Resource Center


The IRE Resource Center is a major research library containing more than 26,000 investigative stories.

Most of our stories are not available for download but can be easily ordered by contacting the Resource Center directly at 573-882-3364573-882-3364  or where a researcher can help you pinpoint what you need.

Search results for "worker's salaries" ...

  • A Huge Hurt for Taxpayers

    The length and cost of job-related injury leaves taken by city of Los Angeles employees are growing rapidly, the Los Angeles Times found, primarily because the employees take home more money when they’re out with claimed injuries than they do when they show up for work. Payments to injured police and firefighters, who get 100% of their salaries, tax-free, while out on leave, rose 30% from 2009 to 2013, The Times found. Fewer than 5% of the injuries were attributed to acts of violence, smoke inhalation or contact with fire, city data show. About 50% were blamed on “cumulative trauma,” ailments that afflict aging bodies regardless of profession: back strain, knee strain, high blood pressure, carpal tunnel syndrome. Cumulative trauma was also the leading cause of injury among the city’s civilian workers, who typically get 90% of their salaries, tax-free, while on leave.

    Tags: city; employee; injury; compensation; work

    By Jack Dolan

    L.A. Times


  • Public Salary Database

    The reporters set out to track the total cost of employment for state workers, tracking everything from the amount of taxpayer money that goes toward health benefits to overtime and even retirement benefits.

    Tags: state workers; employment; taxpayer; overtime; retirement

    By Thomas Peek; Daniel Millis; John Woolfolk

    Bay Area Newsgroup (Calif.)


  • 2010 Public Salaries

    Using the California Public Records Act, the Bay Area News compiled a database with the salary information of nearly one million public employees.

    Tags: salary; public employee; pay; government worker; public records

    By Thomas Peel; Daniel Wilis

    Bay Area Newsgroup (Calif.)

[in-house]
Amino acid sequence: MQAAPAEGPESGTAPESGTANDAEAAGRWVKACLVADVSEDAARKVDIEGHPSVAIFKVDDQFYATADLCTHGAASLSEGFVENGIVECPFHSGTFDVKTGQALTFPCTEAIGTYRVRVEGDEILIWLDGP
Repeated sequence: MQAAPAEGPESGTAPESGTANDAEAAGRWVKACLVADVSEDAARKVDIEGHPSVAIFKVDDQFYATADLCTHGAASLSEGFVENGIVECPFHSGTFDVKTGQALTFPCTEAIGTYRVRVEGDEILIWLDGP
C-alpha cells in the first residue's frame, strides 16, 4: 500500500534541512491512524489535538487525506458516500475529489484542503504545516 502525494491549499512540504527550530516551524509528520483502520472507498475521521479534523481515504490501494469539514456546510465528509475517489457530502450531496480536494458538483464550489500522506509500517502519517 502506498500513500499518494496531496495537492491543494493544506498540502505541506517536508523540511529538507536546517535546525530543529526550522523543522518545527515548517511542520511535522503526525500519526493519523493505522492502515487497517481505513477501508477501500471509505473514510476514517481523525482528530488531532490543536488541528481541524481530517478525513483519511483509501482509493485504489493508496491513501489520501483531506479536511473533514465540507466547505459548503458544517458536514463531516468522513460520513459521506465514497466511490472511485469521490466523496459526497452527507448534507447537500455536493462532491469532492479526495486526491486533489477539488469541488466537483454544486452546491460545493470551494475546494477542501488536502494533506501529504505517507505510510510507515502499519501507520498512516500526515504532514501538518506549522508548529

• Good as gold: State pensions facing scrutiny

    Public employees in Ohio have better wages and benefits than the taxpayers who support them. Taxpayer money funds the system which allows workers to retire a decade or more sooner than workers in the private sector. Also, more than one in four public school superindentents had received pension payments and salary simultaneously.

    Tags: pension; private sector; public employee; pension funds; superintendents

    By Rick Armon; Katie Byard; David Knox; Dennis J. Willard; Christopher D. Kirkpatrick; Jim Provance; William Croyle; Ben Fischer; Doug Caruso; Randy Ludlow; James Nash; Darrel Rowland; Laura A. Bischoff; Anthony Gottschlich; Lou Grieco; Dave Larsen; Patrick O'Donnell; Melissa Griffy Seeton; Denise Dick; Doug Livingston

    Beacon Journal (Akron, Ohio)


  • Boston Firefighters Disability Pensions

    "Boston firefighters became increasingly injury prone in recent years and reported career-ending, on-the-job injuries at more than three times the rate of comparably sized cities. They often remained on the city payroll, on injured leave while taxpayers paid their full salaries, for months - and in some cases, several years - while retirement officials with strong union ties processed their disability retirement claims"

    Tags: firefighters; workers compensation; disability fraud; padding pensions; disability retirement fraud; disability claims

    By Walter V. Robinson; Donovan Slack; Jesse Nankin; Nikki Gloudeman